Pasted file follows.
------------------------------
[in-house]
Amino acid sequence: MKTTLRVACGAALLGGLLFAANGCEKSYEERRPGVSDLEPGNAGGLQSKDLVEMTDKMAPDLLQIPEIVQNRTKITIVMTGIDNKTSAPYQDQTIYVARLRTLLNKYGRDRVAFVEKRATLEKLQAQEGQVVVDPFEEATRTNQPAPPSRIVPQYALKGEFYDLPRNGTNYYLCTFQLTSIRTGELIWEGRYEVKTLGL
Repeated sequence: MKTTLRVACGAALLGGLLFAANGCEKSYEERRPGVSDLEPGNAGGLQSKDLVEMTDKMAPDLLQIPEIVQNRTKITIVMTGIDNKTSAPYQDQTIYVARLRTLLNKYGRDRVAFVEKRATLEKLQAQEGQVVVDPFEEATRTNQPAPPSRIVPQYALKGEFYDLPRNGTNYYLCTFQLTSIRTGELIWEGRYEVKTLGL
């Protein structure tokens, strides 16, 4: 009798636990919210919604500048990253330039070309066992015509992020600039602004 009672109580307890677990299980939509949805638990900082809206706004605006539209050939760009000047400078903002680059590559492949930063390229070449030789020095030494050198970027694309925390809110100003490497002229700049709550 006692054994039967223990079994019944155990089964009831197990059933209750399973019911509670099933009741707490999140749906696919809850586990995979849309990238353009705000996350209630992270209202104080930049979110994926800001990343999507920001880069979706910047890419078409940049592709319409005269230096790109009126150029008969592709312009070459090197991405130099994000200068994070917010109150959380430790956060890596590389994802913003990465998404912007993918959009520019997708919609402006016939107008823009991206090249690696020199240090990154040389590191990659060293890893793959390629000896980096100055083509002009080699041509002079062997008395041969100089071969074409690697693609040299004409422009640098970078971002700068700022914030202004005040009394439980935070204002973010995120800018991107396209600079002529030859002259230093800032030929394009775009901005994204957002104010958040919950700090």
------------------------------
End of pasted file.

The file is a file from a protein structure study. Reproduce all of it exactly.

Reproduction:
[in-house]
Amino acid sequence: MKTTLRVACGAALLGGLLFAANGCEKSYEERRPGVSDLEPGNAGGLQSKDLVEMTDKMAPDLLQIPEIVQNRTKITIVMTGIDNKTSAPYQDQTIYVARLRTLLNKYGRDRVAFVEKRATLEKLQAQEGQVVVDPFEEATRTNQPAPPSRIVPQYALKGEFYDLPRNGTNYYLCTFQLTSIRTGELIWEGRYEVKTLGL
Repeated sequence: MKTTLRVACGAALLGGLLFAANGCEKSYEERRPGVSDLEPGNAGGLQSKDLVEMTDKMAPDLLQIPEIVQNRTKITIVMTGIDNKTSAPYQDQTIYVARLRTLLNKYGRDRVAFVEKRATLEKLQAQEGQVVVDPFEEATRTNQPAPPSRIVPQYALKGEFYDLPRNGTNYYLCTFQLTSIRTGELIWEGRYEVKTLGL
């Protein structure tokens, strides 16, 4: 009798636990919210919604500048990253330039070309066992015509992020600039602004 009672109580307890677990299980939509949805638990900082809206706004605006539209050939760009000047400078903002680059590559492949930063390229070449030789020095030494050198970027694309925390809110100003490497002229700049709550 006692054994039967223990079994019944155990089964009831197990059933209750399973019911509670099933009741707490999140749906696919809850586990995979849309990238353009705000996350209630992270209202104080930049979110994926800001990343999507920001880069979706910047890419078409940049592709319409005269230096790109009126150029008969592709312009070459090197991405130099994000200068994070917010109150959380430790956060890596590389994802913003990465998404912007993918959009520019997708919609402006016939107008823009991206090249690696020199240090990154040389590191990659060293890893793959390629000896980096100055083509002009080699041509002079062997008395041969100089071969074409690697693609040299004409422009640098970078971002700068700022914030202004005040009394439980935070204002973010995120800018991107396209600079002529030859002259230093800032030929394009775009901005994204957002104010958040919950700090």